As you well know, this week, the one and only Cannibal Corpse — a band you must like if you call yourself “metal” — will be hitting the road with the likes of Between The Buried and Me, Goatwhore, Exhumed, The Faceless, Periphery, and more on this year’s Summer Slaughter trek.
Paul Mazurkiewicz — Cannibal Corpse’s insanely-cool drummer — was very much looking forward to this summer’s road trip when we spoke to him last week, ahead of the first date. He’s just glad the band won’t be playing Prague anytime soon.
Of course, like most metal heads, Paul has been thinking about Lamb of God frontman Randy Blythe’s detention in Prague, calling the whole mess “a crazy situation.”
But will Randy’s ordeal impact Cannibal’s future touring plans to Europe?
“It probably will,” Paul tells Gun Shy Assassin. “We were just there when this all went down; we were in Slovakia which is literally next door, playing countries that are very similar. We have been to Czech Republic and Prague plenty of times, and it’s a great place to play. We have never had a problem.”
Before Blythe’s arrest, “We would have never thought about not going there, but now, it’s a tough call.”
Paul wondered how this one incident might impact bands down the line, in other countries.
“It is unbelievable, and I think it might give us pause when that might come up in the future. It’s just a crazy thing, especially after what happened with Dime. So now what? — someone goes on stage, which he probably shouldn’t be up there to begin with, and something unfortunate happens to that fan, what happens? It’s an unfortunate thing that happened, and that somebody had to lose their life over this…it’s just a crazy thing to think about. I mean, this could happen in any country — it just so happens it’s in Prague at this point. This will make you always think now when you play; if a guy gets on stage and hits me in the head, if I retaliate, might I go to jail? It’s crazy.”
Paul says he’s interested to see how the matter will play out, but that if Randy’s convicted, “it will change the entire game,” and perhaps force bands to reconsider such expansive tours.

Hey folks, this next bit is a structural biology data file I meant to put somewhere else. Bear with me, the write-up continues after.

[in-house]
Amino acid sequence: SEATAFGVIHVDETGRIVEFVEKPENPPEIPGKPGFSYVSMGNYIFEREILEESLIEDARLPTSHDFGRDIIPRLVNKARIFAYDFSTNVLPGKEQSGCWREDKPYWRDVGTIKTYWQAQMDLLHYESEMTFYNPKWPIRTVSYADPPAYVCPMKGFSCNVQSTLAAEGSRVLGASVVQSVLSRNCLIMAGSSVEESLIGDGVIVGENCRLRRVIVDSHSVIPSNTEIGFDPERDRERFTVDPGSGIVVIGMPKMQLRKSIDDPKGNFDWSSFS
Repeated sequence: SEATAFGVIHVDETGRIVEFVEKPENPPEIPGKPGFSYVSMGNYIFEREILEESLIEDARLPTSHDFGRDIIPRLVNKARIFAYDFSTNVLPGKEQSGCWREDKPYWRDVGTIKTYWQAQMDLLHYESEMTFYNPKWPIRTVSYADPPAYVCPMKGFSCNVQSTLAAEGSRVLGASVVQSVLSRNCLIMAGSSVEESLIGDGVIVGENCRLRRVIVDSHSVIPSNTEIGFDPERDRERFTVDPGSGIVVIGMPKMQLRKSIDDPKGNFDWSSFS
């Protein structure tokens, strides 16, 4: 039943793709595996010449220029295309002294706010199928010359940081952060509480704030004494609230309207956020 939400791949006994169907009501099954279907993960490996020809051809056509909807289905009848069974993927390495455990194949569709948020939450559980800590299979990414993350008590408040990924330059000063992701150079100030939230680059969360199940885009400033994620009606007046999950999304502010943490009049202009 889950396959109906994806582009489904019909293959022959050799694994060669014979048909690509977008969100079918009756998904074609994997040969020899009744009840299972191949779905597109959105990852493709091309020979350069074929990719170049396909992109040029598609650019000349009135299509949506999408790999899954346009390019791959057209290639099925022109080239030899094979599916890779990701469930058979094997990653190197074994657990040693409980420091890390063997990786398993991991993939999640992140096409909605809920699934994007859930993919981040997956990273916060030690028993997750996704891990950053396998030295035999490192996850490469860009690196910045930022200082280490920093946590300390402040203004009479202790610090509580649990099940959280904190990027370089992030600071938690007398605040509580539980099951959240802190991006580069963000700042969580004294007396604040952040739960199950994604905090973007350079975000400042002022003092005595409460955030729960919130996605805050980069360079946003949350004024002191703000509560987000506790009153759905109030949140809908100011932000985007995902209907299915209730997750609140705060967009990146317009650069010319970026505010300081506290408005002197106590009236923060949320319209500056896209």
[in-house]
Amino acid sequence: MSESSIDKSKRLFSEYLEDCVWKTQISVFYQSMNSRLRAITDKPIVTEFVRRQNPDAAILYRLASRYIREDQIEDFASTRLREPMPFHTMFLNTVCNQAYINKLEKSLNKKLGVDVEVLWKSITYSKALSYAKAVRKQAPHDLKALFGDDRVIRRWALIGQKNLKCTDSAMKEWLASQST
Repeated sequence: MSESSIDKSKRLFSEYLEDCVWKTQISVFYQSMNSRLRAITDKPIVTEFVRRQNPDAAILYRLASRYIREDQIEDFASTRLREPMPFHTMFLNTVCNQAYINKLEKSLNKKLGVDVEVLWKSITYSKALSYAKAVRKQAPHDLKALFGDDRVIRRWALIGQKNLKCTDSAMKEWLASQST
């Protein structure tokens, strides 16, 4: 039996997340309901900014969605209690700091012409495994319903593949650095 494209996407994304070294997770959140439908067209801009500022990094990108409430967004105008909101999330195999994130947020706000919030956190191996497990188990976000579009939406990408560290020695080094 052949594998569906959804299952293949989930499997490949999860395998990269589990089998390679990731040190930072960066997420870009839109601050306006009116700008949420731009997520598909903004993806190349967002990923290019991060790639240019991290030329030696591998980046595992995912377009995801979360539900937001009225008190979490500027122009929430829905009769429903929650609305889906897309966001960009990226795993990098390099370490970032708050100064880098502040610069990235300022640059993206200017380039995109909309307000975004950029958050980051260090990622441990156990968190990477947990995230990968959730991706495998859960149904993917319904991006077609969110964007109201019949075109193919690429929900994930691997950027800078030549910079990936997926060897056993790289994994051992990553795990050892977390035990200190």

For now, though, Cannibal have a new album to promote — called Torture — which is why they’re doing Summer Slaughter. And yes — after all these years doing death metal, it’s still fun for Paul to get out there on stage.
“As soon as you get on the road, you are pumped,” says Mazurkiewicz. “You spend all day waiting around, bored out of your mind, and as soon as you hit the stage, it’s done — that’s why you are there. The fans are having a great time, you’re having a great time. We are excited.”
After Summer Slaughter, Cannibal Corpse will take September off before heading to Australia and Japan for some more touring.
“Then there’s something going on at the end of the year, but it’s not confirmed, so I can’t really talk about it,” Mazurkiewicz says.
Interested to know what moves him, we had to ask Paul what albums he’s heard this year that restored his faith in music. Believe it or not, beyond the new Nile and Dying Fetus records, he hasn’t heard much new stuff.
“I don’t know what’s going on in metal these days,” he admits. “I don’t listen to a lot of modern bands. I listen to a lot of old stuff. I am finding new bands from the 70s I didn’t know of, so they’re new to me.”
What of the bands that have cited Cannibal as a major influence? Are there ever any times when Paul’s embarrassed after a band cites the Corpse as inspiration?
“If anything, you’re more shocked,” says Paul. “It’s like, ‘OK, let me listen to that band,’ and you do and it’s, ‘Wow — they sound nothing like us whatsoever.’ I am flattered by that, and its a compliment no matter whether the band is good or not. If we can move someone to be a musician or want to play this kind of music, it’s a cool thing. But I have never been embarrassed by that ever, and I don’t think I would be.”
Even if someone totally unexpected, like Justin Bieber, cited Cannibal as a prime influence, Paul would embrace it.
“That would be kind of cool even though people would freak out,” he says, laughing. “If someone’s influenced, they’re influenced. How can I be mad at that?”
Of course, no Gun Shy Interview would be complete without a few glory hole questions. Believe it or not, Paul had never heard the term.
“I am not privy to this terminology,” he tells us, to which we respond that glory holes are cock-sized openings, fashioned into bathroom stalls to facilitate anonymous fellatio.
“I have never seen anything like that, and you hear about these stories, you know,” Paul starts. “We may have been to seedy places with gloryholes, but we have not encountered that. I will be checking all the flying J’s for you.”
Awesome. Now we’ve got Paul committed to Glory Holes Across America. Rejoice!
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